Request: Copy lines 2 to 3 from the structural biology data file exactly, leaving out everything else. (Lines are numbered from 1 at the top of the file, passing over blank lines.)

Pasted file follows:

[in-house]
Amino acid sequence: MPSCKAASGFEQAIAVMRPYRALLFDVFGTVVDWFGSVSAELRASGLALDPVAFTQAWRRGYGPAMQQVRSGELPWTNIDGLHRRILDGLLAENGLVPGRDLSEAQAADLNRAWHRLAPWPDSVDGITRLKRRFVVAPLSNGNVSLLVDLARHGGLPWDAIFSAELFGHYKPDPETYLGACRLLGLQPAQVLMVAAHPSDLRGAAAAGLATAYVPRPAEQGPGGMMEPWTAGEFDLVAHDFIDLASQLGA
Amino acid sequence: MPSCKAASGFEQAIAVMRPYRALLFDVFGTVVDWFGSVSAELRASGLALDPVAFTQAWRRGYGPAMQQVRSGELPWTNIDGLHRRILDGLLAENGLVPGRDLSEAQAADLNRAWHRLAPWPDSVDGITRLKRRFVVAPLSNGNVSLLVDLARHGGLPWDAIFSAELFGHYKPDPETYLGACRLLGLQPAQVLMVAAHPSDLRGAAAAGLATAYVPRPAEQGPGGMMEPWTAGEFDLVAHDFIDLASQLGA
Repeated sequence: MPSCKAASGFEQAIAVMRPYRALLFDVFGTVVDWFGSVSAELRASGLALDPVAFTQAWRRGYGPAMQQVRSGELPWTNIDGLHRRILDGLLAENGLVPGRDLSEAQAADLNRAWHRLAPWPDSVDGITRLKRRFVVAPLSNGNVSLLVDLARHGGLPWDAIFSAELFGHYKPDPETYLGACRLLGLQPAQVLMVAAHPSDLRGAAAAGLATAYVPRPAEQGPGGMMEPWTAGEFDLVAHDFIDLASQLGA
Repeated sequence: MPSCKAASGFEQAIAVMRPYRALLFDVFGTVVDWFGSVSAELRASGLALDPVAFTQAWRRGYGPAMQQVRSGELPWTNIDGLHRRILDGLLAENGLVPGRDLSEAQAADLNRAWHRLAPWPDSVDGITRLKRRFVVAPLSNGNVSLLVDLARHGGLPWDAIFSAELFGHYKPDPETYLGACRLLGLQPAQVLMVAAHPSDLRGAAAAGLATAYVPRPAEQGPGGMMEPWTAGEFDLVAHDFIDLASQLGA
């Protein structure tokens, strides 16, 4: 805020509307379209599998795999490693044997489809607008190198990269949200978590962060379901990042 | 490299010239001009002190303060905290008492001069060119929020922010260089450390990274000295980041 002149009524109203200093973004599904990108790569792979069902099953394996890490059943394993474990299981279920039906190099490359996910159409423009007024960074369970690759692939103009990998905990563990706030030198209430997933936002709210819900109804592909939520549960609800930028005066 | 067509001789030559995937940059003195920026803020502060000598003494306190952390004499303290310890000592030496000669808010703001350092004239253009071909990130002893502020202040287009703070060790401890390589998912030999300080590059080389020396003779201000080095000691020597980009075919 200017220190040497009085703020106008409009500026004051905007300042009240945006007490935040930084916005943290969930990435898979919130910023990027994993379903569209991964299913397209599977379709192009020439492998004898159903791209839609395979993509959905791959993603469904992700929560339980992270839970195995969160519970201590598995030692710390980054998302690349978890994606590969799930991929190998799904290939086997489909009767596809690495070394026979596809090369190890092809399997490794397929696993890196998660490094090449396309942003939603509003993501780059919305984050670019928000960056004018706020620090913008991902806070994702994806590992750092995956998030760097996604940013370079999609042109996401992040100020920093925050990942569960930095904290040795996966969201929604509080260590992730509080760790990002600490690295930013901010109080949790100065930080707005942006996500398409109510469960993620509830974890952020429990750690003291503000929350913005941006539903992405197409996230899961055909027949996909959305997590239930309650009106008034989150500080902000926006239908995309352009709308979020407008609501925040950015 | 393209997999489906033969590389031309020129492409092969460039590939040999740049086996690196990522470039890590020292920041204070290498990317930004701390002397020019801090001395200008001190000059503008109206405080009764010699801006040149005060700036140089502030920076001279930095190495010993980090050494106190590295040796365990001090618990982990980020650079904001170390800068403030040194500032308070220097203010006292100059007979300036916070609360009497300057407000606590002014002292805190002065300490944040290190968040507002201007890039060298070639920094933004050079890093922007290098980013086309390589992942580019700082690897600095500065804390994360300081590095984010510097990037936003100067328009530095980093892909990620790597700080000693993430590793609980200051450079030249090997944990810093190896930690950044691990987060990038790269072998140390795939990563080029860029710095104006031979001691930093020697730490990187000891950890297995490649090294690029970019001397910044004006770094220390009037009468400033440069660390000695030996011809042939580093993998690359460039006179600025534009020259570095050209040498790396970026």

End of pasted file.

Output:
Amino acid sequence: MPSCKAASGFEQAIAVMRPYRALLFDVFGTVVDWFGSVSAELRASGLALDPVAFTQAWRRGYGPAMQQVRSGELPWTNIDGLHRRILDGLLAENGLVPGRDLSEAQAADLNRAWHRLAPWPDSVDGITRLKRRFVVAPLSNGNVSLLVDLARHGGLPWDAIFSAELFGHYKPDPETYLGACRLLGLQPAQVLMVAAHPSDLRGAAAAGLATAYVPRPAEQGPGGMMEPWTAGEFDLVAHDFIDLASQLGA
Amino acid sequence: MPSCKAASGFEQAIAVMRPYRALLFDVFGTVVDWFGSVSAELRASGLALDPVAFTQAWRRGYGPAMQQVRSGELPWTNIDGLHRRILDGLLAENGLVPGRDLSEAQAADLNRAWHRLAPWPDSVDGITRLKRRFVVAPLSNGNVSLLVDLARHGGLPWDAIFSAELFGHYKPDPETYLGACRLLGLQPAQVLMVAAHPSDLRGAAAAGLATAYVPRPAEQGPGGMMEPWTAGEFDLVAHDFIDLASQLGA